This attack on Medicare for all arises from a deep-seated aim of the ruling elite not to affirm the rights of all on any front. From this they refuse to accept the truth that most social programs produce value for the overall economy and its many sectors and enterprises. The private interests in control of the economy, enterprises and politics of the country do not want to pay for socially-produced value embedded in working people as that would transfer social wealth in a general way from the financial oligarchy to the people, in addition to improving the lives of many.
The affirmation of rights that the people possess by virtue of being human entails, in practice, a certain transfer of the social wealth the working people produce, from the financial oligarchy to the people. Through social programs, working people generally claim more of the new value workers produce, as social reproduced-value, while the financial oligarchy expropriates less added-value. The anti-social offensive of the past two decades has meant a reduction in the claim of working people for both social and individual reproduced-value and an increase in the amount of added-value the financial oligarchy expropriates as enterprise profit, interest profit, rent profit and executive profit.
Within this situation, those who control the social wealth and politics must see some sort of benefit for their private interests if they are to support a particular social program or public service, or be forced to give in to the demands of the working people for increased investments in social programs through mass political mobilization of the working people who demand the affirmation of their rights and nothing less.
NYT: The government would also have to transition. Medicare for all works only if politicians ruthlessly enforce those spending cuts. But in our system of government, members of Congress are terrible at fiscal discipline. They are quick to cater to special interest groups, terrible at saying no. To make single-payer really work, we'd probably have to scrap the U.S. Congress and move to a more centralized parliamentary system.
Comment: Brooks admits private interests dominate politics and Congress. However, if the problem were really an absence of a "centralized" system, the U.S. is almost there with power now concentrated more than ever in the President and the executive branch and its police powers. The problem is not Congress or lack of centralization of power but private political control of the entire system and the necessity for democratic renewal through empowerment of the people and new forms of governing and a modern constitution.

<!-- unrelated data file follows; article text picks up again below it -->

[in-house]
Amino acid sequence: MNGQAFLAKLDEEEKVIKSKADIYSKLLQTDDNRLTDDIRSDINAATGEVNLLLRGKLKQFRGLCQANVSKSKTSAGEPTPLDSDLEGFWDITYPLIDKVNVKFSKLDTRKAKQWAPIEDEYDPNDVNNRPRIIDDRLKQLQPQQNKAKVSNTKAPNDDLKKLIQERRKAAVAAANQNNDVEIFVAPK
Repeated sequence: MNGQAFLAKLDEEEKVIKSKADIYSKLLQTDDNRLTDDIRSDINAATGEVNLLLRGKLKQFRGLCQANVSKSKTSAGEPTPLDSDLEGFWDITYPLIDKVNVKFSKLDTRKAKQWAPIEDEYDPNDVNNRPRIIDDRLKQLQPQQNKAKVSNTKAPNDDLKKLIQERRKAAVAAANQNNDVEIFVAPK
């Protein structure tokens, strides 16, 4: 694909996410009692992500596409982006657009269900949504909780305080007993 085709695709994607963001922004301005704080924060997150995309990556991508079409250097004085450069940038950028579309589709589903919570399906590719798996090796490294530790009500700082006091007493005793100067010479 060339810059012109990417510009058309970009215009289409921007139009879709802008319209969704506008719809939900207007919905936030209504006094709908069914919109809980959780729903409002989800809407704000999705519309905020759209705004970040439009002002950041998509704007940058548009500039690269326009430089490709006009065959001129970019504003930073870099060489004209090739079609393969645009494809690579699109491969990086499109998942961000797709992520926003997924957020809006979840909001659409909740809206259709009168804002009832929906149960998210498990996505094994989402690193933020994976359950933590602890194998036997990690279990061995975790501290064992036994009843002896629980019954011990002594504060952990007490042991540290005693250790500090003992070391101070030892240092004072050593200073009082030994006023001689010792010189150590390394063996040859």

Brooks repeats his line to "ruthlessly enforce those spending cuts." He refers specifically to social programs and does not address spending on the military as something that should be cut. The U.S. House of Representatives approved a two-year federal budget of $2.78 trillion on July 25, that was then passed by the Senate on August 1 and signed into law by President Trump on August 2. Military spending receives the absolute majority of budgeted funds at $1.48 trillion while the entire rest of discretionary government spending, including Veterans Affairs receives $1.3 trillion. Two hundred and nineteen House Democrats and 65 Republicans voted to approve the budget. It should be noted that all but two cartel party politicians, who have expressed a policy objective for Medicare for all, voted for the war economy budget, including yes votes from Representatives Alexandria Ocasio-Cortez, Rashida Tlaib and Ro Khanna who is co-chairperson of Senator Bernie Sanders' presidential campaign.
The problem of rights poses itself in a straightforward way, something the ruling elite refuse to face or even discuss. Most social programs represent rights of the people in one way or another that the economy and society must guarantee in practice and which the current socialized productive forces of industrial mass production are quite capable of fulfilling. If private interests and enterprises stand in the way of satisfying those rights, they should be swept aside.